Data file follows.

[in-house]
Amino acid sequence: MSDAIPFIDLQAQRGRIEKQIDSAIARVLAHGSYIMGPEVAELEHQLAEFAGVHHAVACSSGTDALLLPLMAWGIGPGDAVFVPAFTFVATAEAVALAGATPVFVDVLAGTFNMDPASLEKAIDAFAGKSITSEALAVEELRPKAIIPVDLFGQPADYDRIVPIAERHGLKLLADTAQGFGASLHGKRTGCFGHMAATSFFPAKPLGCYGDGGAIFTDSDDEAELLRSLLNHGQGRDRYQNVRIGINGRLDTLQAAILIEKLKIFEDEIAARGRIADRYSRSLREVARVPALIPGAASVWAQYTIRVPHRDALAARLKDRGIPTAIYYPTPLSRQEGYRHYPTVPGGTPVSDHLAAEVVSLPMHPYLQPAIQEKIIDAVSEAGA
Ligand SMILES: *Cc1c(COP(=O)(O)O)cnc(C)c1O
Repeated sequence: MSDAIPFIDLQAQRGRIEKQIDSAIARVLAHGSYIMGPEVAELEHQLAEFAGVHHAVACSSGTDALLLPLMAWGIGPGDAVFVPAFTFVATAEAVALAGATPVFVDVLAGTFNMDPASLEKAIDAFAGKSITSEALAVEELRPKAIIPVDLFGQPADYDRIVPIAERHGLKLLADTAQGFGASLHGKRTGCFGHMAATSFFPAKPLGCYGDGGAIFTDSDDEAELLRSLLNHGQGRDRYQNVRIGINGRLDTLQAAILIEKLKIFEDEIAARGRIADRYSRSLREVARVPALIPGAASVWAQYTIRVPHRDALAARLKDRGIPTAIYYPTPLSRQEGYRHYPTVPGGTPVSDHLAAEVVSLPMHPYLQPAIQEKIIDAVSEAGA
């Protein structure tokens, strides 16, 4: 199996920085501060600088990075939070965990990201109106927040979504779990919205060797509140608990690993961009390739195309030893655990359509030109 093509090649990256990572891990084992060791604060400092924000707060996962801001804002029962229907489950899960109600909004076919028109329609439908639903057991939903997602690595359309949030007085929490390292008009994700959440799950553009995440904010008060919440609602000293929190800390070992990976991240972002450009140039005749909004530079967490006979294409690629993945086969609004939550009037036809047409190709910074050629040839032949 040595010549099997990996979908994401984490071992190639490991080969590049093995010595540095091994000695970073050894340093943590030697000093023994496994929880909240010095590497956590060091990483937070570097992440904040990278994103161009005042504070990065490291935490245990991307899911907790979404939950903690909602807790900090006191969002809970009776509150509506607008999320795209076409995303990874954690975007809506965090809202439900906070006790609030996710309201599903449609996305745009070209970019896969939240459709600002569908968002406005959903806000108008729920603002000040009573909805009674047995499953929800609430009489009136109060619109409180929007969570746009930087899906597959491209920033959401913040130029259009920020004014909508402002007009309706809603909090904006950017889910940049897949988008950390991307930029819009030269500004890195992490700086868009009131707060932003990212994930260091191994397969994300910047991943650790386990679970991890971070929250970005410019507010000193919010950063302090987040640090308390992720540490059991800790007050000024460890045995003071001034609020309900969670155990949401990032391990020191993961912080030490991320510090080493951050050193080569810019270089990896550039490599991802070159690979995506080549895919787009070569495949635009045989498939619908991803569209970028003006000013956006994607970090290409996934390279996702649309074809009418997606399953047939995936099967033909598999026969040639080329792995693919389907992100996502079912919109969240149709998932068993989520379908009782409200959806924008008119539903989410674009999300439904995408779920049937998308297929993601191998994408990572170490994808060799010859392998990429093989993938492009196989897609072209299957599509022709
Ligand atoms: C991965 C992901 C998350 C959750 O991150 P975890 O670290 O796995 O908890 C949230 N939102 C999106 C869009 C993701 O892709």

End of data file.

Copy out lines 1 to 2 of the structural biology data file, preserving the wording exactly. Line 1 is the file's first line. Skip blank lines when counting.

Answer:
[in-house]
Amino acid sequence: MSDAIPFIDLQAQRGRIEKQIDSAIARVLAHGSYIMGPEVAELEHQLAEFAGVHHAVACSSGTDALLLPLMAWGIGPGDAVFVPAFTFVATAEAVALAGATPVFVDVLAGTFNMDPASLEKAIDAFAGKSITSEALAVEELRPKAIIPVDLFGQPADYDRIVPIAERHGLKLLADTAQGFGASLHGKRTGCFGHMAATSFFPAKPLGCYGDGGAIFTDSDDEAELLRSLLNHGQGRDRYQNVRIGINGRLDTLQAAILIEKLKIFEDEIAARGRIADRYSRSLREVARVPALIPGAASVWAQYTIRVPHRDALAARLKDRGIPTAIYYPTPLSRQEGYRHYPTVPGGTPVSDHLAAEVVSLPMHPYLQPAIQEKIIDAVSEAGA